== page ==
Deeper visibility into Kubernetes environments with network monitoring

Editor’s note: This is the first in a series of posts we have planned over the next several weeks. We will explore topics such as network monitoring in Kubernetes, using sidecars to sniff and tunnel traffic, show a real-world example of detecting malicious traffic between containers, and more!. Please subscribe to the blog, or come back for more each week.

Network monitoring solutions can overcome the security visibility blind spots in Kubernetes environments, by providing a source of truth for SOC analysts. 

Container security solutions broadly span the spectrum of (a) prevention - securing the container image and ensuring the right policies are in place during runtime and (b) detection - monitoring runtime events for threat detection and investigation. While most tools focus on the former, sophisticated SOC teams understand the value in a robust detection and response capability since novel threats are constantly emerging.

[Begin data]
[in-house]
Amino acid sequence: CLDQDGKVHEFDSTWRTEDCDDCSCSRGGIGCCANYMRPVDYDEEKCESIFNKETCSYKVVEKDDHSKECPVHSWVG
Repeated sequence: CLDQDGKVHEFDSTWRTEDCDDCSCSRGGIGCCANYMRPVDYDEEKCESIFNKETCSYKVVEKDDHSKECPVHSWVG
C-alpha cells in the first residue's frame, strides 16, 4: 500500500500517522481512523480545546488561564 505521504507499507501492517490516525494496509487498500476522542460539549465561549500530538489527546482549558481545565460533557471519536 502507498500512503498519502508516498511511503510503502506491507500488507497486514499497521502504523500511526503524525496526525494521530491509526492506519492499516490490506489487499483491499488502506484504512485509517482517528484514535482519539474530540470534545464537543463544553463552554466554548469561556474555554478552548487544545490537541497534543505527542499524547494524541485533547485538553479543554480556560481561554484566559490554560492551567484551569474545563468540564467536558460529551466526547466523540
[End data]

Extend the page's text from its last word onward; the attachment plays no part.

Continuous operational observability is the holy grail of threat detection and response. Especially for behavioral monitoring, it is critical to have visibility at different layers - for container environments, this could mean a deep visibility into the host (e.g. monitoring syscalls at the kernel) or broad application level visibility (e.g. monitoring Kubernetes audit logs). However, the traditional observability techniques leave several blind spots: